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The Impact Of Chinese Tariffs On U.S. Wine, As Seen At ProWine China

www.forbes.com by Cathy Huyghe26/11/2019  

Last week I stood at an intersection inside Hall W4 at the ProWine China trade fair in Shanghai, and the contrast of energy on either side of me was palpable.

Buzz, crickets. Buzz, crickets.

The Australian wine booth, at one side of the intersection? Buzz. The California wine booth, on the other side? Crickets.

It’s tempting to rationalize that contrast along the lines of “Tariffs, no tariffs. Tariffs, no tariffs,” and that generalization is justified to a large extent. The Trump administration’s current trade war with China has provoked retaliatory tariffs by the Chinese on US goods, including a 93% tariff on American wine since June. That’s a significant boost from the already-heavy 48% tax prior to the hostilities. The tariffs and taxes are scheduled to increase even further, to 106% on December 15.

None of this makes California wine in China an easy sell. Lower to mid-priced wines will likely be especially hard-hit, given the bountiful options at those tiers available by competitors like Chile and New Zealand (which enjoy tariff-free status into China) and Australia, which enjoys the tailwind not only of all that buzz and more favorable tax status, but also a $50 million Export and Regional Wine Support package from the Australian government.

Buzz, crickets, indeed.

It’s a particularly resonant contrast at the ProWine China stage, which this year drew more than 20,600 professional visitors and trade buyers, a 9% increase from last year’s edition. ProWine China is one of several multi-day international trade fairs for wine and spirits that Messe Düsseldorf organizes in Europe and Asia each year; it is also an indicator of the strategic positioning of Shanghai and the health of the Chinese market, which continues its evolution as one of the largest and most complex in the world for wine and spirits.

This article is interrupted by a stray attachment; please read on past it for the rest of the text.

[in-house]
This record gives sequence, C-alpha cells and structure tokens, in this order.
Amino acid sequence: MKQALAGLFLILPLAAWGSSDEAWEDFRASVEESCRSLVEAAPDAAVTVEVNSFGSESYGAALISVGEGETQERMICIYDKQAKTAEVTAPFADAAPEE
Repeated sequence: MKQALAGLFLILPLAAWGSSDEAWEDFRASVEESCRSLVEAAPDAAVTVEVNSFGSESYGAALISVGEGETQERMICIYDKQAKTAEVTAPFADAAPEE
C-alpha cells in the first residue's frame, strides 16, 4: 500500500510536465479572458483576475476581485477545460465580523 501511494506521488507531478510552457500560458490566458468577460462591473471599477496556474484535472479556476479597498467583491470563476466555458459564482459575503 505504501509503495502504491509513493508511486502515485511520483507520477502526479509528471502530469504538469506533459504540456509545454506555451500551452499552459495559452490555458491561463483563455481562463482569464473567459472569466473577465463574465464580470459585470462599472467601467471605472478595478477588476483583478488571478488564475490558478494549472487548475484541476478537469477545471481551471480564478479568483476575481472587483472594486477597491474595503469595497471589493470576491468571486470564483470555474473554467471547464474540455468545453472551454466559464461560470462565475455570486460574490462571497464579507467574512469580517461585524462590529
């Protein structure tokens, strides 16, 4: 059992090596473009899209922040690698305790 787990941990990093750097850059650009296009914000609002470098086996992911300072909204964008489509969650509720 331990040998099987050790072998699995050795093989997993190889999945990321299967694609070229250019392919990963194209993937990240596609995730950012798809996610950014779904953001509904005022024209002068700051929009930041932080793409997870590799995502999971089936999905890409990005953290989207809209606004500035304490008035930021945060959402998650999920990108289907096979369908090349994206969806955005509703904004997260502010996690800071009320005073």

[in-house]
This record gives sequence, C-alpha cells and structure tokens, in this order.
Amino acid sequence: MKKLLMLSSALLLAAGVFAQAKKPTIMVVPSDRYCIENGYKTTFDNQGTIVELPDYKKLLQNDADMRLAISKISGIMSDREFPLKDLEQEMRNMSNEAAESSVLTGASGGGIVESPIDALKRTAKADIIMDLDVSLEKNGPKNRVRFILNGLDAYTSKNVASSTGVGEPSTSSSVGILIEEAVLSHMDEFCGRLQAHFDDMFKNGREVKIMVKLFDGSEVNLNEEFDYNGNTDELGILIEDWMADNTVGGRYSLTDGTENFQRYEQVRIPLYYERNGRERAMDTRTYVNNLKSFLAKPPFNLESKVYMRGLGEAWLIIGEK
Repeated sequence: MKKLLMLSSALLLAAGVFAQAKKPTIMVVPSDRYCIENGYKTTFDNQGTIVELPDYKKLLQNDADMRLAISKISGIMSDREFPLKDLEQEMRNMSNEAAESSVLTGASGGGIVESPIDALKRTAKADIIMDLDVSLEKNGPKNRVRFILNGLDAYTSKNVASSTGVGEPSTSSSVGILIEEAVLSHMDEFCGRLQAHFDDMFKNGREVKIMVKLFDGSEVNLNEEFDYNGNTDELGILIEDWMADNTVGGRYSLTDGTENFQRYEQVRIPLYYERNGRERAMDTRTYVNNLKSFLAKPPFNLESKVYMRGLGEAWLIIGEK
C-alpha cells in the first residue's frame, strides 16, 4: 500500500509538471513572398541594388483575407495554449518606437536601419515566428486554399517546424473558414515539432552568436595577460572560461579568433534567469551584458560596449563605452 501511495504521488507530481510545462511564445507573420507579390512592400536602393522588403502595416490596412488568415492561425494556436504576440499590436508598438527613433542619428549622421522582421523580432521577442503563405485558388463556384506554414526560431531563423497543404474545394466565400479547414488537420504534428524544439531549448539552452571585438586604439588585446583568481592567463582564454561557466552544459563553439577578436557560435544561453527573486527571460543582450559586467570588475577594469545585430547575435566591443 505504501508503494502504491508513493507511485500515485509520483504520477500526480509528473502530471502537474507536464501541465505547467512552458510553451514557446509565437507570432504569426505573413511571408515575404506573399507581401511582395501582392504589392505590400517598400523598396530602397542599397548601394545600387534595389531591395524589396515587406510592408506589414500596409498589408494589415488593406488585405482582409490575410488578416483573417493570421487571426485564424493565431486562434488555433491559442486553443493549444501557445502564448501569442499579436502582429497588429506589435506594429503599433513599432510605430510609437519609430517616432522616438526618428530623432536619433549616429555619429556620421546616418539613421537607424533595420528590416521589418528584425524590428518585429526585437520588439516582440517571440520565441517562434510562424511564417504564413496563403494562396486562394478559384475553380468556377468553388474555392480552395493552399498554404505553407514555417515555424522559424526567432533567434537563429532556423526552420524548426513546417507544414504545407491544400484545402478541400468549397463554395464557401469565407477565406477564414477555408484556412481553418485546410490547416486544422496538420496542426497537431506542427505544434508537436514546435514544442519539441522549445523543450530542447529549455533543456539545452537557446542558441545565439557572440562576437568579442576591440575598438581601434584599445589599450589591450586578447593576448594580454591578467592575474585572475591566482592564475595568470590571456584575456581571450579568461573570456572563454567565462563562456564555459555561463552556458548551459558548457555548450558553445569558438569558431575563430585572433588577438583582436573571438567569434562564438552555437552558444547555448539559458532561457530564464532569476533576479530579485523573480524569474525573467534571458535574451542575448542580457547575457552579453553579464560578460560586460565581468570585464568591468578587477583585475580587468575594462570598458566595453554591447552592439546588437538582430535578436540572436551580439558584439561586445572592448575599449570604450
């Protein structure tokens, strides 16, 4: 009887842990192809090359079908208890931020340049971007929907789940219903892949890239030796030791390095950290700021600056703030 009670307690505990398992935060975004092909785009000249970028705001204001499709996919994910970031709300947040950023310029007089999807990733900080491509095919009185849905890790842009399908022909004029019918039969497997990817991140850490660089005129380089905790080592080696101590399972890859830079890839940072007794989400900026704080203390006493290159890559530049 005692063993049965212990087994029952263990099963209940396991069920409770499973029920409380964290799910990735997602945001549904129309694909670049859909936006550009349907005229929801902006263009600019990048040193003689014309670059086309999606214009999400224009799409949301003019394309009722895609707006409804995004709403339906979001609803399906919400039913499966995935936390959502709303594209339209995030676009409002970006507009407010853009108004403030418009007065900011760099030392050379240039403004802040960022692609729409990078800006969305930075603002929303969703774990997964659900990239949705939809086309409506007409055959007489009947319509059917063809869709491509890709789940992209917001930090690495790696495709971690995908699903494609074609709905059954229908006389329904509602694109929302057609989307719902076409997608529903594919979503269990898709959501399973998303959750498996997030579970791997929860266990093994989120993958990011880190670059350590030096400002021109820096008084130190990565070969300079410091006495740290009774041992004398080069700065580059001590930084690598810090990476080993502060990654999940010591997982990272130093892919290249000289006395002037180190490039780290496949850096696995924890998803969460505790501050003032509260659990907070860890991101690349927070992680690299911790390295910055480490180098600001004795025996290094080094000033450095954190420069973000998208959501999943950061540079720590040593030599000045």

It was challenging enough already. The tariff situation is almost crippling.

Yet US wine businesses and trade organizations, from the Wine Institute in California to Deutsch Family Wines and Spirits to Delicato Family Wines, dug in – for ProWine China itself, and the Chinese market in general. Here are three reasons why.

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visitors ProWeinMESSE DüSSELDORF / TILLMANN

The Long Game Matters

Bill McMorran, vice president and general manager for Gallo Asia, considers the long-term perspective of his business particularly within the Chinese context. Culturally speaking, it’s less about a “bad quarter” or even a “bad year,” and more about a “good decade.”

“We’re a long-term company,” he said. “We know we’ll take a hit for a few years but if we weren’t here [at ProWine] this year, we’d set ourselves back ten years.”

Part of the goal, for Gallo and other producers who attended ProWine China, is to maintain visibility and relationships in the market over time, despite the current headwinds blowing against them.

Focus on Key SKUs and Key Cities

Duckhorn, which has been in the Asia market since 2004, shares that perspective. The company is certainly being hurt by the tariffs, according to Karl Coveney, Director of Asia Pacific Sales, and they’ve had to take multiple hits to their profit margins as they’ve provided help to their importer on pricing.

However, to leave the market entirely now and wait until the tariffs right themselves would be “counterintuitive,” Coveney said, “to all the hard work we have done and brand building we have achieved over many years.”

Duckhorn has decided to stay in, if they can, and ride out the storm rather than leave and try to rebuild from scratch later. The number and volume of their focus wines has shrunk, but they’re trying to focus on key SKUs and key cities.

“Our persistence to show up at shows like ProWine is crucial to keeping our brand familiar while we go through these tough times,” Coveney said.

Maintaining Relationships, Continuing to Educate

Honore Comfort, Vice President of International Marketing at the Wine Institute in California, recognizes the slower sales of California wines in China because of the current impact of retaliatory tariffs, but says she remains hopeful that there will be a vibrant return to their business once the trade issues are resolved.

“It will take time to rebuild our position in the marketplace,” she said. “However interest in and demand for California wine remains high with our importers and customers. I heard frequently from our partners in the market that they are waiting for the tariffs to be lifted in order to restock their warehouses with California wine.”

In the meantime, the focus is on maintaining their relationships and presence in the market through their trade and education programs.